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For Trinidadian-born Kevon Langley, the D.C. Caribbean Carnival is business as usual. On June 28, Langley is wheeling a plastic bin of ice water and sodas through a sea of spectators and people in costumes along a major thoroughfare, as he has since the festival began.

The carnival used to come right to Langley’s door near Georgia Avenue, a street initially targeted in 1992 because it was populated by students from Howard University and featured multiple Caribbean-oriented businesses. But this year, the organizers of the event—which they estimate attracts 500,000 people—have relocated to the heart of downtown: Constitution Avenue, right by the Natural Museum of American History, the National Archives, and the Federal Bureau of Investigation.

And most of the neighborhood vendors, unlike Langley, have decided to sit the downtown version out. According to festival organizers, out of some 40 vendors who paid the $500-a-day fee to serve food at the designated two-day festival site this year, 80 percent are from the D.C. area, but only one—Teddy’s Roti Shop, a Caribbean restaurant—is from Georgia Avenue. Other food vendors at the end of the parade route are from Atlanta, New York, Ohio, and Miami.

Langley himself has skipped the permitting process, preferring to work through the crowd peddling his spring water at $2 a bottle, reloading his bin a few times when the stock begins to dwindle. A handful of other vendors have done the same, some setting up stands just beyond the official boundaries of the event.

“I’m an opportunist,” Langley says. “You got to think about the young person. I could be somewhere doing drugs. I could be home getting that quick money. But I’d rather be here sweating my butt off doing something positive. It’s entrepreneurship. That’s all that is.”

Before moving the carnival downtown, organizers went around to Georgia Avenue merchants asking them to chip in and help sponsor the parade, but they got minimal response aside from a few small donations from Caribbean establishments. Some months before the parade, members of D.C. Caribbean Carnival Inc., the nonprofit that runs the event, knocked on doors, asking for contributions.

“They tried to extort money out of the merchants on Georgia Ave. by saying that because our parade is passing on the street you have to give us money,” said Brian Baker, who helps out with Crown Bakery, a Caribbean bakery on the old parade route, in an interview a week before the festival. “The American way is I work for mine, you work for yours.”

“They’ve always gained from [the festival] and never supported it,” says Susan Mangatal, vending coordinator with D.C. Caribbean Carnival Inc. Mangatal says that businesses would extend their storefronts out to the sidewalk just for the day to maximize their profits.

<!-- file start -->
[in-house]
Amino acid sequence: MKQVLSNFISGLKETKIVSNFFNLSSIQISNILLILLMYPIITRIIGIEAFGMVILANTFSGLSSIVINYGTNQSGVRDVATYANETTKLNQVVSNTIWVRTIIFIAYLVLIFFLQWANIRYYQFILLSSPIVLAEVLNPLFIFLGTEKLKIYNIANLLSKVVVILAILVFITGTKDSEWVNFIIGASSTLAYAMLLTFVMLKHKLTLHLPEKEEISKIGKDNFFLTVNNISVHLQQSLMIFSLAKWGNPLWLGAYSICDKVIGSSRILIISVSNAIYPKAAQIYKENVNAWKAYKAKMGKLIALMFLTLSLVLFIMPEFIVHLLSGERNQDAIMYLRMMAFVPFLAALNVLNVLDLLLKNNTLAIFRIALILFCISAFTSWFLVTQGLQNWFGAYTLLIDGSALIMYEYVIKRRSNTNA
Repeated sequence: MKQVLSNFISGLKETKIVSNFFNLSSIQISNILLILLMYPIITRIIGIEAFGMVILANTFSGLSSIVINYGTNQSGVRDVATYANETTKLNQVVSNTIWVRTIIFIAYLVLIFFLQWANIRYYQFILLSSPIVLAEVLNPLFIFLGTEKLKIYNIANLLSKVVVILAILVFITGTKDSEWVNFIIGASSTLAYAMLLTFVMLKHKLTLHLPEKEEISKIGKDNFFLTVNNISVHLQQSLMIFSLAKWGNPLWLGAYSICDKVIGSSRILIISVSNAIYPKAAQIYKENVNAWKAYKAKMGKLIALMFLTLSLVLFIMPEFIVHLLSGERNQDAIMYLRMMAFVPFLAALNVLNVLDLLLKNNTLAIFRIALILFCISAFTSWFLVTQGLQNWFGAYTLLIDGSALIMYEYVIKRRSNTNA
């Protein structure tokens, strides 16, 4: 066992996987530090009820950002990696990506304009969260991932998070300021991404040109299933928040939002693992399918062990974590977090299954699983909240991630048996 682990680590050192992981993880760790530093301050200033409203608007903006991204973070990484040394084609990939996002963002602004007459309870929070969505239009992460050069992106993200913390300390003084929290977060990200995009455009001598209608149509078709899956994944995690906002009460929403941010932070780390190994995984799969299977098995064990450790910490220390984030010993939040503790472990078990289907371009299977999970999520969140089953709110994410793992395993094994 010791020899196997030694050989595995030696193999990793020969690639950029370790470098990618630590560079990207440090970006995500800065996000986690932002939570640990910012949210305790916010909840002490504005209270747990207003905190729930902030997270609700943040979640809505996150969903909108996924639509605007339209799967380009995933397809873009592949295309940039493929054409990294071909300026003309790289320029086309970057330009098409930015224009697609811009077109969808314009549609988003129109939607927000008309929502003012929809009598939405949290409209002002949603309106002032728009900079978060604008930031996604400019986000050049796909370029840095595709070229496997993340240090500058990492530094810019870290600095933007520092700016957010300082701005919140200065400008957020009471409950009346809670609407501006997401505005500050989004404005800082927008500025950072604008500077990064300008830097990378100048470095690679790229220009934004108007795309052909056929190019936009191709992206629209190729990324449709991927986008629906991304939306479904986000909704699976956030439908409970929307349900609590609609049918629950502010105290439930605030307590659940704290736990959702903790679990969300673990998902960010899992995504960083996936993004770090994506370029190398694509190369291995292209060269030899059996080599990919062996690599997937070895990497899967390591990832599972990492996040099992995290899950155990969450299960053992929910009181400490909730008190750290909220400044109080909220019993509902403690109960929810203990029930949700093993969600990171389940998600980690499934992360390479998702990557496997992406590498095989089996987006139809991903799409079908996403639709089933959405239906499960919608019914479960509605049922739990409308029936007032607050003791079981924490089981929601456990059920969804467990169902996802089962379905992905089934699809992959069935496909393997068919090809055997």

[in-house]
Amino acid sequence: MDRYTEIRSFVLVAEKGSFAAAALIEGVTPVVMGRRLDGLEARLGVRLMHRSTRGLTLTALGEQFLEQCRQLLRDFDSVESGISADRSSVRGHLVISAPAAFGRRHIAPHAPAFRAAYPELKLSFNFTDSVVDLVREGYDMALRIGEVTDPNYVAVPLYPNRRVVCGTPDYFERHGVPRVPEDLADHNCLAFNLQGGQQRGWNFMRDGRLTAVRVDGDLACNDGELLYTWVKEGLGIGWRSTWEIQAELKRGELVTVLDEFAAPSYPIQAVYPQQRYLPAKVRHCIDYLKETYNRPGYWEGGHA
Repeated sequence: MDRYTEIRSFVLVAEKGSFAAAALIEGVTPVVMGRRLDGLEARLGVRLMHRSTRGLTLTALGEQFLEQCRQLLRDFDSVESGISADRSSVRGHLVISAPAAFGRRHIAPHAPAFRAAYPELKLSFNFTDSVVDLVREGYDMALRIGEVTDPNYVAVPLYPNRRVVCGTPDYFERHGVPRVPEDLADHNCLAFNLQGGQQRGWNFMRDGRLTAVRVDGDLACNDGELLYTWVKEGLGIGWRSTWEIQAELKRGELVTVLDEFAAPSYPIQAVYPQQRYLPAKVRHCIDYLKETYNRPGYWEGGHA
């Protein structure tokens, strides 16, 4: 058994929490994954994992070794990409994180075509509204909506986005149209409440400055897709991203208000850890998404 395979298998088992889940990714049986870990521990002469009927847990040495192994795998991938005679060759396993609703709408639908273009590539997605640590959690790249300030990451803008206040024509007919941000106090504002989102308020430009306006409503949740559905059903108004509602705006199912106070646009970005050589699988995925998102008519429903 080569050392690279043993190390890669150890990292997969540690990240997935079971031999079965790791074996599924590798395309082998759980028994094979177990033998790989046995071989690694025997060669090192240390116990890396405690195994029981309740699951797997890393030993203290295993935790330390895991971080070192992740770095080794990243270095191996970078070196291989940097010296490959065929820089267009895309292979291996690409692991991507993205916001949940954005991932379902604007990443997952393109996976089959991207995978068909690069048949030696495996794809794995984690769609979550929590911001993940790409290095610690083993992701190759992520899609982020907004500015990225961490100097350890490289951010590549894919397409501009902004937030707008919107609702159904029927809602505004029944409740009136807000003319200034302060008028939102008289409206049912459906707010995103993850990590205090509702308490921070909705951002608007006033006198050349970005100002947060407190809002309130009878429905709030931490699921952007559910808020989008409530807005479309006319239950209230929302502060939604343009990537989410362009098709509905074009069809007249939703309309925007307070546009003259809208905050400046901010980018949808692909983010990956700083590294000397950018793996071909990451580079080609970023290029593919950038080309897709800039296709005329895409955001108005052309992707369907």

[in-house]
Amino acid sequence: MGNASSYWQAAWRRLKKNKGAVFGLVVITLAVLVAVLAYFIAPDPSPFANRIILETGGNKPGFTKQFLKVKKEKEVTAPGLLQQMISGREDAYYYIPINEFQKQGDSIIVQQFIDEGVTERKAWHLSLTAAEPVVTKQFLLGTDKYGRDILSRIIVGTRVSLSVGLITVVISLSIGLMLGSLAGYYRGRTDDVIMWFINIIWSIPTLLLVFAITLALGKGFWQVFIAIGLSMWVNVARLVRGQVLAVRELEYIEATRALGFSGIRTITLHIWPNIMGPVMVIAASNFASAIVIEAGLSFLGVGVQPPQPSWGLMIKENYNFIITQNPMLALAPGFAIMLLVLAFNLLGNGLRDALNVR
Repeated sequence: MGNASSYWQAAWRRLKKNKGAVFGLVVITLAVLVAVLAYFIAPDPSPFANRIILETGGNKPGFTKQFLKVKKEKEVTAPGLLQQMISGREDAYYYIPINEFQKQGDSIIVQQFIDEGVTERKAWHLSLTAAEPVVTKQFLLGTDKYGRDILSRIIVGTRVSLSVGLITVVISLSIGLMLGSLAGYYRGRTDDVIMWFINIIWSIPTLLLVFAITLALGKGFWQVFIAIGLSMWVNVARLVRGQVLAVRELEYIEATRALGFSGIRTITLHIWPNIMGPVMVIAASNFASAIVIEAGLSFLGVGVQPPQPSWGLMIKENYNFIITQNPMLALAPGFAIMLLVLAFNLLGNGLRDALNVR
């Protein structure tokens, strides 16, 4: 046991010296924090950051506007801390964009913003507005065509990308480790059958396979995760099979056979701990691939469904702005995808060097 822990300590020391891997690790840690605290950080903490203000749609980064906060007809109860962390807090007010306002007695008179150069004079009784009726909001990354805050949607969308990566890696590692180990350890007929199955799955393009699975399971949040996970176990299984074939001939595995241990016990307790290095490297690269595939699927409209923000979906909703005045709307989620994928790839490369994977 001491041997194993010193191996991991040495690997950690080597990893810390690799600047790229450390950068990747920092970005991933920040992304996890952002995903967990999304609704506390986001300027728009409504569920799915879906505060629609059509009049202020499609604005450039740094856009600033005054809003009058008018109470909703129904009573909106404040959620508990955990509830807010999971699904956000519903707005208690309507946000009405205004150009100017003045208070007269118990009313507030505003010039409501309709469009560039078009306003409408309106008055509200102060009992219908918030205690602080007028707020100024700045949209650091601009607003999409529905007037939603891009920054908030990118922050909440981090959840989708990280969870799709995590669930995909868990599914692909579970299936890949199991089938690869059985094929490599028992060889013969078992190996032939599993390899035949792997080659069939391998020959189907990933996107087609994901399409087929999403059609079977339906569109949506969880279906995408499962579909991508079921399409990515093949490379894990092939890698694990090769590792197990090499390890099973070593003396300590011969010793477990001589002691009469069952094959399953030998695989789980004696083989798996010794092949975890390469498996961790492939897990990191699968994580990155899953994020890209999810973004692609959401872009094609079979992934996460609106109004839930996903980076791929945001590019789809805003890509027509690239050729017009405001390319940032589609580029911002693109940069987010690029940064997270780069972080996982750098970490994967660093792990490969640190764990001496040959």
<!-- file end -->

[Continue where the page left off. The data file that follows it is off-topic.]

“That money they got freely, that luxury for the past 12 years, is gone.” Mangatal adds, “If we had [had] more support, then maybe [moving] wouldn’t have been such an issue.” Organizers say they hope the move will help attract more sponsors to fund the parade in the future.

Langley says he sympathizes with the loss of money to Georgia Avenue businesses. “I don’t feel good at all. It took a whole lot from the businesses, and most people rely on that money base,” Langley says. “Most of the Caribbean restaurants and bakeries and food stores are up there. Now it’s not the whole experience that it usually is.”

At the new site on the 29th, Nefta, a regular Georgia Avenue vendor who declines to give his last name, is burning incense and selling Afrocentric T-shirts, his stand decorated with festive palm leaves for the occasion.

“Carnival doesn’t have the same meaning for me,” says Nefta, who is not of Caribbean descent. “I can see the pride and look on their faces when they dance in the costumes. They probably remember how life was like back home,” he says. “[But] I basically came down here to benefit economically and to feel the vibes.”

Nefta, who is African-American, has a regular location near Banneker Park that used to be in the thick of the carnival.

“I would think it would make more sense to have the carnival on Georgia Avenue in our own community,” Nefta says. “[But] it’s part of the insanity, part of the brainwash education that says the white man’s ice is colder.”

Not every Georgia Avenue business is sad to see the carnival move. Crown Bakery owner Trevor Selman says that, in previous years , carnivalgoers generally weren’t hungry when they passed by his store, which sits at the parade’s former starting point.

The move downtown “may be good,” Selman said. “People may want to come and hang out in the shop after the parade.” CP